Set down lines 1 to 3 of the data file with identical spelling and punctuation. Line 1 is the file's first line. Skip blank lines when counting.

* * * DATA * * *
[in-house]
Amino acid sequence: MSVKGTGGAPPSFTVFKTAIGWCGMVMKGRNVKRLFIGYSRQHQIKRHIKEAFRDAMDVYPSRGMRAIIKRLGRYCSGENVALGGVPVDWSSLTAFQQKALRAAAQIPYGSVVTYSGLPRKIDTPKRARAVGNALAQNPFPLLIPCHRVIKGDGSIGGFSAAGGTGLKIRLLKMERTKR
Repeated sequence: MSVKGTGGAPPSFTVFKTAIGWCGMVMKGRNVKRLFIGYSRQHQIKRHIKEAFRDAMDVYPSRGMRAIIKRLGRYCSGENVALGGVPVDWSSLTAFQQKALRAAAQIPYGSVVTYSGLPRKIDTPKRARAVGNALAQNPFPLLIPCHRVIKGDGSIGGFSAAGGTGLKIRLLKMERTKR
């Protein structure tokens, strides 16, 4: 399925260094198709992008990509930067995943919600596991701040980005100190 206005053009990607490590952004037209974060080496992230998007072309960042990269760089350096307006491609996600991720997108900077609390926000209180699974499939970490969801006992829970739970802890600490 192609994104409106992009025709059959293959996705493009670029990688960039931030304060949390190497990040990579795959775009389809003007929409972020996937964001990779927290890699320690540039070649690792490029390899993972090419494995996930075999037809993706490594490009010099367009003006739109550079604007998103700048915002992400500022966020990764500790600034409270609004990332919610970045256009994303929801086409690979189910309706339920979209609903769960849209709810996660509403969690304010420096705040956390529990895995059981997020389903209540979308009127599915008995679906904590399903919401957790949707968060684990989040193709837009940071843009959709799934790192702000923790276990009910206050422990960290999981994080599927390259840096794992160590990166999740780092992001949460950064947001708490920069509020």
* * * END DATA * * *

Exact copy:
[in-house]
Amino acid sequence: MSVKGTGGAPPSFTVFKTAIGWCGMVMKGRNVKRLFIGYSRQHQIKRHIKEAFRDAMDVYPSRGMRAIIKRLGRYCSGENVALGGVPVDWSSLTAFQQKALRAAAQIPYGSVVTYSGLPRKIDTPKRARAVGNALAQNPFPLLIPCHRVIKGDGSIGGFSAAGGTGLKIRLLKMERTKR
Repeated sequence: MSVKGTGGAPPSFTVFKTAIGWCGMVMKGRNVKRLFIGYSRQHQIKRHIKEAFRDAMDVYPSRGMRAIIKRLGRYCSGENVALGGVPVDWSSLTAFQQKALRAAAQIPYGSVVTYSGLPRKIDTPKRARAVGNALAQNPFPLLIPCHRVIKGDGSIGGFSAAGGTGLKIRLLKMERTKR